[secdir] secdir review of draft-ietf-sfc-problem-statement-10

Benjamin Kaduk <kaduk@MIT.EDU> Sat, 03 January 2015 00:39 UTC

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Date: Fri, 2 Jan 2015 19:39:33 -0500 (EST)
From: Benjamin Kaduk <kaduk@MIT.EDU>
To: iesg@ietf.org, secdir@ietf.org, draft-ietf-sfc-problem-statement.all@tools.ietf.org
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Subject: [secdir] secdir review of draft-ietf-sfc-problem-statement-10
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Hi all,

Sorry this is a bit late.

I have reviewed this document as part of the security directorate's
ongoing effort to review all IETF documents being processed by the
IESG.  These comments were written with the intent of improving
security requirements and considerations in IETF drafts.  Comments
not addressed in last call may be included in AD reviews during the
IESG review.  Document editors and WG chairs should treat these
comments just like any other last call comments.

I believe this document is not ready for publication.

The document attempts to disclaim the need for a security considerations
section by virtue of being a problem-statement only document.  However,
section 3 provides three components which are expected to be part of
solutions to the problem, and the focus of future work in the working
group.  Even at this abstract level, there are still security
considerations that can be made, and I'm sure I will not think of all of
them during the course of this review.

Additionally, there are sufficiently many grammar and language oddities
and inconsistencies in the text to be distracting from the actual content
of the document; I'll try to cover those at the end of this mail.  Using
multiple terms for the same concept doesn't help, either (as is disclaimed
in the definitions section), but I understand how that is unavoidable in
this case.


To re-summarize the document (section 5 notwithstanding), it lays out some
terminology and provides a list of many of the issues involved in setting
up a complicated traffic processing scheme involving multiple network
service functions (firewalls, traffic accelerators, load balancing, etc.)
using current technologies.  The difficulties largely stem from the tight
coupling between the network topology and the way/order in which service
functions are applied to traffic.  Three components are discussed which
will help break this coupling: a "service overlay", which allows for the
service-function-chain topology to be decoupled from the network topology;
"service classification" to control traffic flow on the service overlay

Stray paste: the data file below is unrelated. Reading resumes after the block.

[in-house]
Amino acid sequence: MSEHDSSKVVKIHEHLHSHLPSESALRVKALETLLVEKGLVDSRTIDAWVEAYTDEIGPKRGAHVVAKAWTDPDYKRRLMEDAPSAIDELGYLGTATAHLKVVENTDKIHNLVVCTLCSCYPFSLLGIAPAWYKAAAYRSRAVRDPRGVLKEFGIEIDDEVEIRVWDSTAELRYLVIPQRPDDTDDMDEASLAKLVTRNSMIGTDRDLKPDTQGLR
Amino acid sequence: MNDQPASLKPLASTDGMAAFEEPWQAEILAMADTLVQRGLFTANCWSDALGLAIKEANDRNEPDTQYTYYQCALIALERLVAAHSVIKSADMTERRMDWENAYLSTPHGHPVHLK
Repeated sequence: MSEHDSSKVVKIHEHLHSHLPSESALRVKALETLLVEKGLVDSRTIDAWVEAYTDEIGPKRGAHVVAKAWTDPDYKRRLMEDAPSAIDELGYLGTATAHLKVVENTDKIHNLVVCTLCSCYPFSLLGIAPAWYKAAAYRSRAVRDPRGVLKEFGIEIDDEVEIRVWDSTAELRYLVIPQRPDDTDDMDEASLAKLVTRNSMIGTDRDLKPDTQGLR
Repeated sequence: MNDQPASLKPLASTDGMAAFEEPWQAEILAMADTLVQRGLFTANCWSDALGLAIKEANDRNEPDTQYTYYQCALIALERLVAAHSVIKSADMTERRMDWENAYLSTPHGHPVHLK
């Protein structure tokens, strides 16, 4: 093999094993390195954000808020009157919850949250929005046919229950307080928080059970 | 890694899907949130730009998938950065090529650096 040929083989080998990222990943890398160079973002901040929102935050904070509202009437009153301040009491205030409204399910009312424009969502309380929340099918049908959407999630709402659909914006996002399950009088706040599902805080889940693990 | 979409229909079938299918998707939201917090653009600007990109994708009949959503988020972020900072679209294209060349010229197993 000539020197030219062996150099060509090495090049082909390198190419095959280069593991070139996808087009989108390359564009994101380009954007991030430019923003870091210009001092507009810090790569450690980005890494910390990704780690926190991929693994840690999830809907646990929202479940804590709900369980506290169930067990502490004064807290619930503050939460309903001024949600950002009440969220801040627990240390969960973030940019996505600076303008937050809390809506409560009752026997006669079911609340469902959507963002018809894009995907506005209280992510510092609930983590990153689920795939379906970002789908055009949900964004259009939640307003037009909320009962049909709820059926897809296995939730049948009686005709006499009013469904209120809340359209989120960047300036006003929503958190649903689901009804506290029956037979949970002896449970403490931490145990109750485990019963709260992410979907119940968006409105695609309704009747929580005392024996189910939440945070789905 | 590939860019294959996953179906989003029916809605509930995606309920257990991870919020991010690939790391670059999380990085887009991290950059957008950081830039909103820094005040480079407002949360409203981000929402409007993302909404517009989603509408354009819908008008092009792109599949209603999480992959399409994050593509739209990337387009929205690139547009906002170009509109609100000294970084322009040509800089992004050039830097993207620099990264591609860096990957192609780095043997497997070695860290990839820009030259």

topology; and "dataplane metadata" to convey the classification data (and
other data).



Here are the potential security considerations I came up with so far:

* An error in service classification could lead to untrusted traffic
flowing through a service function chain intended for trusted traffic
only.  In various hypothetical situations, this could lead to an attacker
being able to execute privileged actions via a trusted service, execute a
DoS attack against an internal service, etc.  It is important for service
classification to "fail safe" to avoid this class of issues.  ("Failing
safe" might or might not include just dropping such traffic.)

* Similarly, errors in translating from an existing network/service
topology to a separate service overlay (e.g., omission or addition of a
firewall element) could lead to an attacker sending traffic in the real
network to services which ought to be disallowed by the service overlay.

* The dataplane metadata could open up a giant rabbit hole of information
leakage.  It is tempting to say that the metadata would only flow inside
the network boundaries of a single (corporate) entity, but "SSL added and
removed here :-)" should convince us that that's not a workable solution.
Metadata could conceivably include the type of traffic, client information
(i.e., personally identifying information), and more, some of which should
receive protection from eavesdroppers on the dataplane which will not need
to process the traffic in question.

* Metadata can come from "external sources".  Those sources should be
trustworthy and verified, or attackers could send traffic where they
oughtn't be able to.



Here's the grammar and language issues that bothered me, roughly sorted
with the more important ones coming first and otherwise in order of
appearance:

Section 3 has the text "the SFC working group will [...]", which seems
more appropriate for a WG charter than an informational RFC.  I see this
had been brought up in discussion of the -03, but I did not see any
obvious resolution in a quick skim.  To be clear, I would be fine with
something that didn't explicitly say what the WG would do, like "SFC may
include solutions utilizing the following elements" or something similar.

The document uses some acronyms that are not expanded.  I expect most
readers to be familiar with some, but not all, of:
* Open Systems Interconnection
* the OSI model, e.g., layer 3, layer 7, etc. (I had to think a moment
about "L4-L7")
* transmission control protocol
* Virtual Local Area Network
* Border Gateway Protocol
* internet protocol
* virtual private network
* multiprotocol label switching
* Wide Area Network
* datacenter

I can't find a parse that I'm happy with of the first paragraph of section
3.3.  In particular, I'm not sure whether the leading "As such" is just a
transition leading into a new sentence (equivalent to "Thus,"), in which
case it should be offset by a comma, or if the "such" binds to "metadata"
(equiavent to "Since such").  In the first version, I guess the metadata
is supposed to be sent out-of-band and interpreted by functions along the
service overlay, but I don't see how it would then *not* be used to
control the route by which packets travel.  In the latter version, the
sentence is incomplete, since there's no dependent clause.

In the third paragraph of section 3.3, the sense of the two things
addressing issues seems reversed: "the decoupling of policy from the
network topology" is a good thing, which will be obtained by using
metadata; on the contrary, "the need for per-service function
classification (and re-classification)" is a bad thing, namely the problem
mentioned in section 2.10.  I would probably resolve this with "[...] most
notably by decoupling policy from the network topology, and by removing
the need for per-service function classification (and re-classification)
described in section 2.10."

The abstract uses the phrase "ordered set of instances", but a set is